Doug Wimbish, bass player with the US hard rock/alternative band since 2000, sets the scene for their one-off London date.
Compared to the mid-80s when Living Colour first arrived, do we now live in more enlightened times in terms of acceptance of musical diversity?
I don’t know if they’ve changed for the better, but they’ve definitely changed.
People are now more accustomed to seeing black musicians playing rock. Would you like to think that Living Colour were important in breaking down those barriers?
Sure. But Bad Brains, Sly And The Family Stone and Jimi Hendrix had already set the template for what black music became. They were our reference points. Living Colour were a classic result of the times.
Living Colour were playing first with Jeff Beck and then Mick Jagger when the band broke through.
I took both of those guys to see them at CBGB. Mick loved them and asked what he should do with them, and I told him: “Take them into the studio and make a record.” He got them signed, but it took Mick Jagger to achieve it.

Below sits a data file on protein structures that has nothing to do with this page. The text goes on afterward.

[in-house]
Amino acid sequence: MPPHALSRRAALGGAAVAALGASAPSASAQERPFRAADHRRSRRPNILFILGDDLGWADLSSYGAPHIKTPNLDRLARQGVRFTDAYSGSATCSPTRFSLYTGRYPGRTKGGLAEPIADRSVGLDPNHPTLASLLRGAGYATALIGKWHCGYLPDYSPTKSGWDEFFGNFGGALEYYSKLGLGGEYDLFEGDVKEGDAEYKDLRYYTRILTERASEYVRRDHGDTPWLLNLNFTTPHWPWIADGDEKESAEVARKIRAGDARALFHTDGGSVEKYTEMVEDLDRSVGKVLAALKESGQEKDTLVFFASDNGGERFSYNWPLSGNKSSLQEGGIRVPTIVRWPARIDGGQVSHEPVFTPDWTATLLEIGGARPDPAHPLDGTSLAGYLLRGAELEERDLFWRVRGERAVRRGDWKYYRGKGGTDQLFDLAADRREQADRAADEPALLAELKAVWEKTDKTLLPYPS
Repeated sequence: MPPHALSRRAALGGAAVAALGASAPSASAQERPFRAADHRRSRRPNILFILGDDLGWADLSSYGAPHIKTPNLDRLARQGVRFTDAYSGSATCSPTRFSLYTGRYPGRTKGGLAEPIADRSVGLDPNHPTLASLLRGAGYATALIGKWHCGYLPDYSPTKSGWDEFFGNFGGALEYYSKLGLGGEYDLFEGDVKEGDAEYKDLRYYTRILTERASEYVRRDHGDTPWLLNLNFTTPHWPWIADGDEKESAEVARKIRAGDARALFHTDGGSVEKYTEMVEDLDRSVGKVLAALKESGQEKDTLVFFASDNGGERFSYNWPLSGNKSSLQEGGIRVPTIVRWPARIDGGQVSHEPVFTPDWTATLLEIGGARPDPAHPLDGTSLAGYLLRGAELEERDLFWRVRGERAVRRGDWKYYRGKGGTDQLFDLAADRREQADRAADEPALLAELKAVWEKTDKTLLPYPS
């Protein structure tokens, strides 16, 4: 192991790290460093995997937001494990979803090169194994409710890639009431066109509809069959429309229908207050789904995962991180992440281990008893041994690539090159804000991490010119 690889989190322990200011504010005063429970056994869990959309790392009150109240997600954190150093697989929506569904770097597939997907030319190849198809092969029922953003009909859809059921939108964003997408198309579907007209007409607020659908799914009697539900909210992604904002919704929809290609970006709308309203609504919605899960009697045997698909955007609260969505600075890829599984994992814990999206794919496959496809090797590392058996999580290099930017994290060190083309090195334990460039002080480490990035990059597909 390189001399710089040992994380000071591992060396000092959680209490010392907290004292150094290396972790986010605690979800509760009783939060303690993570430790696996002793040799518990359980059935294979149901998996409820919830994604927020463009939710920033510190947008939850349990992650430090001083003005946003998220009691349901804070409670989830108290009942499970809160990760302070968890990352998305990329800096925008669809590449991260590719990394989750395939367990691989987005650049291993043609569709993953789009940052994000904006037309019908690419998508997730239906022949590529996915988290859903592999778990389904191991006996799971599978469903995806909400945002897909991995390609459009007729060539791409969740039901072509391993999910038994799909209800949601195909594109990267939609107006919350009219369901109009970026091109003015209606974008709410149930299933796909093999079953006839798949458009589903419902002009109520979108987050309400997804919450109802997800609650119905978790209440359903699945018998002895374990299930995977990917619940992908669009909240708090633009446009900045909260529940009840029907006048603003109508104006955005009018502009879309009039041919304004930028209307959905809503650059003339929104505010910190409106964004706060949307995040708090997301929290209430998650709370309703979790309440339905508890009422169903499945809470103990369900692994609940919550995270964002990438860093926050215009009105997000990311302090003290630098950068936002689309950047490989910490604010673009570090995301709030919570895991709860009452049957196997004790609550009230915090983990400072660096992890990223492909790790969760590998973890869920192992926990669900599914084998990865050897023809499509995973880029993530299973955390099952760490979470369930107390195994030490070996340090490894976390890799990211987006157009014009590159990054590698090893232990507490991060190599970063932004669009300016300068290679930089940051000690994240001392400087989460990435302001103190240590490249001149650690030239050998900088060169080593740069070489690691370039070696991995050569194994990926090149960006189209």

Why was that?
They were talking about things in America that were very real. It was the days of the Reagan administration; there was crack cocaine. Living Colour turned the lens on that. The walls came down for a short while, but it didn’t last.
Why did they go back up?
Living Colour split in 1995. We thought there’d be more bands to carry the torch, but for various reasons it wasn’t the case.
The band’s sixth album,_ Shade_, is due in the autumn.
We’re still a bunch of cats jamming, and we’re better than ever.
_Living Colour play London on October 28. _